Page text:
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Latvia 18th EU Member State to adopt the euro

31 December 2013
by eub2 -- last modified 31 December 2013

Following Latvia's adoption of the euro on 1 January 2014 - the 15th anniversary of the launch of the euro in 1999 - 18 Member States and 333 million Europeans share the same currency. This is a major achievement for Latvia and for the euro area as a whole. Latvians start withdrawing euro cash and paying for their purchases in euro. This has been made possible thanks to thorough preparations ahead of the introduction of the EU's single currency.


From 1 January 2014, the euro gradually replaces the lats as the currency of Latvia. A dual circulation period last for two weeks, during which the two currencies circulate alongside each other in order to allow for a progressive withdrawal of Latvian lats. When receiving a payment in lats, the change will be given in euro.

1) The introduction of euro cash in the Latvian economy

Commercial banks have received euro banknotes and coins in advance from the Latvian Central Bank, the Bank of Latvia, and have in turn supplied euro cash to shops and other businesses.

A total of 800,000 starter kits with euro coins bearing Latvian national sides have been available to the general public since 10 December. Moreover, 70,000 dedicated starter kits have been offered to retailers.

As of 1 January, the Bank of Latvia will change unlimited amounts of lats into euro at the official conversion rate (1 EUR = 0.702804 LVL) for an unlimited period of time and free of charge. Commercial banks will provide unlimited cash exchange services free of charge until 30 June 2014 and post offices until 31 March 2014.

Nearly all automatic teller machines in Latvia will distribute euro banknotes within the first 30 minutes of 1 January 2014. To facilitate the process, some banks have extended business hours. On 1 January, 22 branches of the three largest banks will be open during the afternoon. Several banks will deploy additional staff for cash operations in branches during the dual circulation period. Post offices will not open on 1 January, but against usual practice will do so on the following Saturday (4 January 2014).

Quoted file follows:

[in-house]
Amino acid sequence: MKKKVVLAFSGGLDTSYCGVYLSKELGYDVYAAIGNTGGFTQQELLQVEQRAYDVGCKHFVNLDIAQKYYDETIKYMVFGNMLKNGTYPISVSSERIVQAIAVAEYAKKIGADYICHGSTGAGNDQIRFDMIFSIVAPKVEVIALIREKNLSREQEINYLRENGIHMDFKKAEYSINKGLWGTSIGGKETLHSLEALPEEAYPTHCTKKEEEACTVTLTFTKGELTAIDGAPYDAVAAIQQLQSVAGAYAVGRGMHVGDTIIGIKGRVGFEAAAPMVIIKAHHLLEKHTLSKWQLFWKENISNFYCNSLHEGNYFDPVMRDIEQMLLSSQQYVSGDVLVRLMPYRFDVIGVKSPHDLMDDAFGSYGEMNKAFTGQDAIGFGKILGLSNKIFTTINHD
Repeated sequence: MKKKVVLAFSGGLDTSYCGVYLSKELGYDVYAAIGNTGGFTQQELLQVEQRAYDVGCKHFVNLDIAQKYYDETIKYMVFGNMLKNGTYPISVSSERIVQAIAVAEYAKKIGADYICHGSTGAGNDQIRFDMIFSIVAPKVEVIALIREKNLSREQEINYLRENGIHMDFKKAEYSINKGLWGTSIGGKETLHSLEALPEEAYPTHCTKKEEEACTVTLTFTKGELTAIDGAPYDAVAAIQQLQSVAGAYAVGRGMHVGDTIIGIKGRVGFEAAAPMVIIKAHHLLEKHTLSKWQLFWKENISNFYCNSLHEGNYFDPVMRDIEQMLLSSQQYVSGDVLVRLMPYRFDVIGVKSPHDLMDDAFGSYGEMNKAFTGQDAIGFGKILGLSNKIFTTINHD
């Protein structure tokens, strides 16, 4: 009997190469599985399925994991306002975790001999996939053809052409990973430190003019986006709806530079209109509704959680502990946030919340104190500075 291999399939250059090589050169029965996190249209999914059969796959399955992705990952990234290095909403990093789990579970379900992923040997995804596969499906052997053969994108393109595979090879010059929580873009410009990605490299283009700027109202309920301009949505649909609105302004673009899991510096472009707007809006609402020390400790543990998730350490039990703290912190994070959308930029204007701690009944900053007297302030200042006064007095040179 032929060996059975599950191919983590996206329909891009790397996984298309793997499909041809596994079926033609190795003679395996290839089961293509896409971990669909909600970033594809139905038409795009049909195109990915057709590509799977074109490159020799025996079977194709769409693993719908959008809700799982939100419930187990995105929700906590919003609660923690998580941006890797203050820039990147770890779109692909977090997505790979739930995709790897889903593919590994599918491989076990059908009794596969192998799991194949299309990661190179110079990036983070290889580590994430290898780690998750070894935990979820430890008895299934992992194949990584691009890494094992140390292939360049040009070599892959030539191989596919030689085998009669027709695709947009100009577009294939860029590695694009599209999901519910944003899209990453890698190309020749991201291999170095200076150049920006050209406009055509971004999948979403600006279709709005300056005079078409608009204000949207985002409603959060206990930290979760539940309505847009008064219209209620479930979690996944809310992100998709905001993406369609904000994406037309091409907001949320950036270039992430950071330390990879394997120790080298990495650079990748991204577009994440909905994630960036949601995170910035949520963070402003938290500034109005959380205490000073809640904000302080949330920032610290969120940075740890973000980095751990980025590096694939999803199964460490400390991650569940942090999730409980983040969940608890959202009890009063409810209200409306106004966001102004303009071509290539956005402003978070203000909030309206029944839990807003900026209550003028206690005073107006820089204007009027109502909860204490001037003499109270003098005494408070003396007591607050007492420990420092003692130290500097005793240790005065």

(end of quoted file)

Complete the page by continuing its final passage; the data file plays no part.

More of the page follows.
2) The conversion of prices

Prices have had to be displayed both in lats and euro since 1 October 2013 and this rule will apply until 30 June 2014. In order to address consumers' concerns about price increases and abusive practices in the changeover period, a "Fair Euro Introducer" campaign was launched in July 2013. It calls on businesses (e.g. retailers, financial institutions, internet shops) to commit not to misuse the changeover for their own profit, to respect the changeover rules and to provide the necessary assistance to their clients.

Compliance with the requirements for price display and conversion during the dual display period and the implementation of the "Fair Euro Introducer" campaign is monitored in particular by the Consumer Rights Protection Centre. It may impose fines and put the names of enterprises that do not observe the "Fair Euro Introducer" Memorandum on a publicly available "black list".


On 5 March this year, Latvia formally asked the European Commission to deliver an extraordinary convergence report with the aim of joining the euro from 1 January 2014.

On 5 June, the Commission concluded that Latvia meets the criteria for adopting the euro. On 9 July, the EU Finance Ministers took the formal decision opening the way for Latvia's adoption of the euro.

Thereafter, Latvia started preparing the changeover to the euro by implementing its national changeover plan, providing all the details for the organisation of the introduction of the euro and the withdrawal of the lats. This set, for instance, the timetable for supplies of euro cash to commercial banks and to retailers, the rules for cash exchanges for citizens to be applied before and after its "day one" of the euro, the strategy for adapting bank accounts, electronic payments systems and ATMs to the euro etc.

The preparations for the changeover have been complemented by a comprehensive communication campaign of the Latvian authorities. The Commission and the European Central Bank have contributed to these efforts.

European Commission website on Latvia's euro

Latvia's national euro changeover web site

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